Thanksgiving Break Trips
Two dozen Exeter students participate in off-campus programming in Alabama, Arizona and California.
For a number of Exonians, Thanksgiving break brought the chance for immersive learning opportunities outside of the classroom. During three faculty-led trips, two dozen Exeter students participated in off-campus programming that enriched their minds, strengthened their bodies, honed their leadership skills and sparked their desire to become agents of positive change.
Alabama and the Equal Justice Initiative
Physical Education Instructor Olutoyin Augustus-Ikwuakor and Science Instructor Michele Chapman accompanied Danielle Apple '18, Christian Flores '18, Mai Hoang '20, Sarah Newhall '20, Isadora Rivera-Janer '20 and Livaslou Tanjong '17 to Montgomery, Alabama, for a deeper understanding of the civil rights movement and a closer look at contemporary social justice issues in America. The trip was centered around a tour of significant historical sites and museums in and around Montgomery.
A highlight for many was the visit to civil rights attorney Bryan Stevenson’s Equal Justice Initiative. “I was inspired by how the lawyers at EJI took on the fight against mass incarceration despite a lot of setbacks,” says Rivera-Janer. “Even though the fight for equality is not easy,” she continued, “as people who believe in it, we have to keep going and fighting no matter what.”
The group also met with high school students from Booker T. Washington Magnet School; a law enforcement official from Selma; a self-proclaimed Yankee who settled in Alabama after the Civil War and Alabama’s Secretary of State. “Coming in proximity with the lives of Alabamans added a personal dynamic to this year's Montgomery trip,” says Augustus-Ikwuakor. “We shared our world with others as they shared theirs with us, allowing both sides to gain perspective & empathy.”
Motivated to share the lessons they learned with the rest of the community, the travelers are working to create a trio of events that will include presentations by outside speakers.
Read more about the origins of the Alabama trip in "Finding Voice, Taking Action," from the winter 2016 issue of The Exeter Bulletin.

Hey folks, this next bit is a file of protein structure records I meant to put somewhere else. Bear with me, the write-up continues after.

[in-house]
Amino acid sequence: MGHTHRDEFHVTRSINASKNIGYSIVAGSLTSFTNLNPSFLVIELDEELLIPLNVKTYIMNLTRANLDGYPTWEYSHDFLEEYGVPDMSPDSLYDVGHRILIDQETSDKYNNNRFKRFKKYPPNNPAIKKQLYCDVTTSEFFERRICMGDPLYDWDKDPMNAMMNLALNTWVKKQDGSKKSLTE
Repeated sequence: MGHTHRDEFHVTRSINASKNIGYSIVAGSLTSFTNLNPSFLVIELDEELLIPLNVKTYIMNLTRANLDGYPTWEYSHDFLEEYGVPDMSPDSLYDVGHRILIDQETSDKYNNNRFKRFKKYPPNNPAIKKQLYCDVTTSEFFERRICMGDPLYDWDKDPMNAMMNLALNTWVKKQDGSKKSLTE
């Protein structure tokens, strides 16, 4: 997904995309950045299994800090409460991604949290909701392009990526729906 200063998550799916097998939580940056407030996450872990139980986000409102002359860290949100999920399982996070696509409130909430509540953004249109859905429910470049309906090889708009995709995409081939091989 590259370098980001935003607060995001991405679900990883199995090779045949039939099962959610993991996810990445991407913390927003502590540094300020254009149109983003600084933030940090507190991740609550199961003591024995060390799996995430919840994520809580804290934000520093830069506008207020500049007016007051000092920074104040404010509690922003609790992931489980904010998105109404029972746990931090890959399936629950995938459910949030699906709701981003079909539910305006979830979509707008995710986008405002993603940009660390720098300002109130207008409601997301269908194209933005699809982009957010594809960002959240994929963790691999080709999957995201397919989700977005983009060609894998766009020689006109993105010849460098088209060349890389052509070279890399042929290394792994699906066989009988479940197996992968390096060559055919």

Arizona Rocks and Ruins
Science Instructors Townley Chisholm and Albert Leger accompanied eight students to Arizona and the desert Southwest for a week-long trip featuring hiking, wilderness camping and an exploration of the distinctive geology and natural beauty of the Grand Canyon and surrounding environs.
While there, Exonians had the opportunity to visit with Jen Gorman ’2000, who works in health care for the Navajo Nation, and they hiked into Canyon de Chelly with Navajo guides Jon and Lupita McClanahan, who shared stories about their heritage and hosted the group for an overnight visit.
Students came back brimming with details about the formation of the Grand Canyon over millions of years and the petrification process that turns wood into rock; they renewed their appreciation for the rewards of physical activity and the pleasures of simple food shared with friends; and they gained insights into the history and future of the Navajo Nation.
Grand Canyon travelers included Matt Alburn '18, Michael Bamah '18, Cristina Gonzalez '18, Stephanie Harris '20, Conor Moriarty '18, Wei Xiao "Joanna" Zhang '17 and Jessica Zhao '17.
In partnership with the National Outdoor Leadership School, Exeter offered ten students the chance to participate in a weeklong wilderness kayaking expedition in Tomales Bay, California, where they explored the magnificent coastline of the Point Reyes Peninsula and encountered an abundant variety of wildlife, kayaking alongside seals, a tiger shark, stingray, and a number of land and sea birds — including osprey, herons, cormorants and pelicans. From land, they also spotted raccoons, deer and Tule elk.
Organized by Sustainability Director and English Instructor Jason BreMiller, the trip was led by Director of Service Learning Liz Reyes, who taught students basic kayaking strokes and navigation and rescue skills along with the art and skills of effective leadership.
Although many were new to kayaking, Reyes says they learned quickly how to function as part of a team: “Paddles were whacking against each other and tent poles were flailing the first couple of days. But the smooth transition to setting up camp, cooking outdoors with limited resources and practicing the art of ‘leave no trace’ was impressive.”
The experience gave students a new-found sense of perspective and a heightened sense of the need to care for the environment. "I realized the excess we live in and all the things we take for granted: plumbing, clean clothes, fresh water — luxuries that require behind-the-scenes work from people we don't acknowledge enough,” says Meghan Chou '17.
The kayakers were Bianca Beck '19, Chou, James Demopoulos '18, Grant Goodall '20, Autumn Herness '17, Brandon Liu '17, Emma Paltrow '18, Dhanat Plewtianyingthawee '19, Frieda "Luna" Schlor '17 and Ivy Tran '18.